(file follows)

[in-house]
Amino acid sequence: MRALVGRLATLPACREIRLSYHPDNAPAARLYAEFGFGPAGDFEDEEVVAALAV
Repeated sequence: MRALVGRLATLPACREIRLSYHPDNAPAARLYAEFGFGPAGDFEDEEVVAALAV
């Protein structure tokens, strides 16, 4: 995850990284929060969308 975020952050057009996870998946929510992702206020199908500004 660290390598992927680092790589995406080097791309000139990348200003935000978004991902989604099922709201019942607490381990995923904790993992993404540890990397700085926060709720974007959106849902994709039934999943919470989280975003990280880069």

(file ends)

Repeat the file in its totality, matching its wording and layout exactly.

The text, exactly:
[in-house]
Amino acid sequence: MRALVGRLATLPACREIRLSYHPDNAPAARLYAEFGFGPAGDFEDEEVVAALAV
Repeated sequence: MRALVGRLATLPACREIRLSYHPDNAPAARLYAEFGFGPAGDFEDEEVVAALAV
């Protein structure tokens, strides 16, 4: 995850990284929060969308 975020952050057009996870998946929510992702206020199908500004 660290390598992927680092790589995406080097791309000139990348200003935000978004991902989604099922709201019942607490381990995923904790993992993404540890990397700085926060709720974007959106849902994709039934999943919470989280975003990280880069």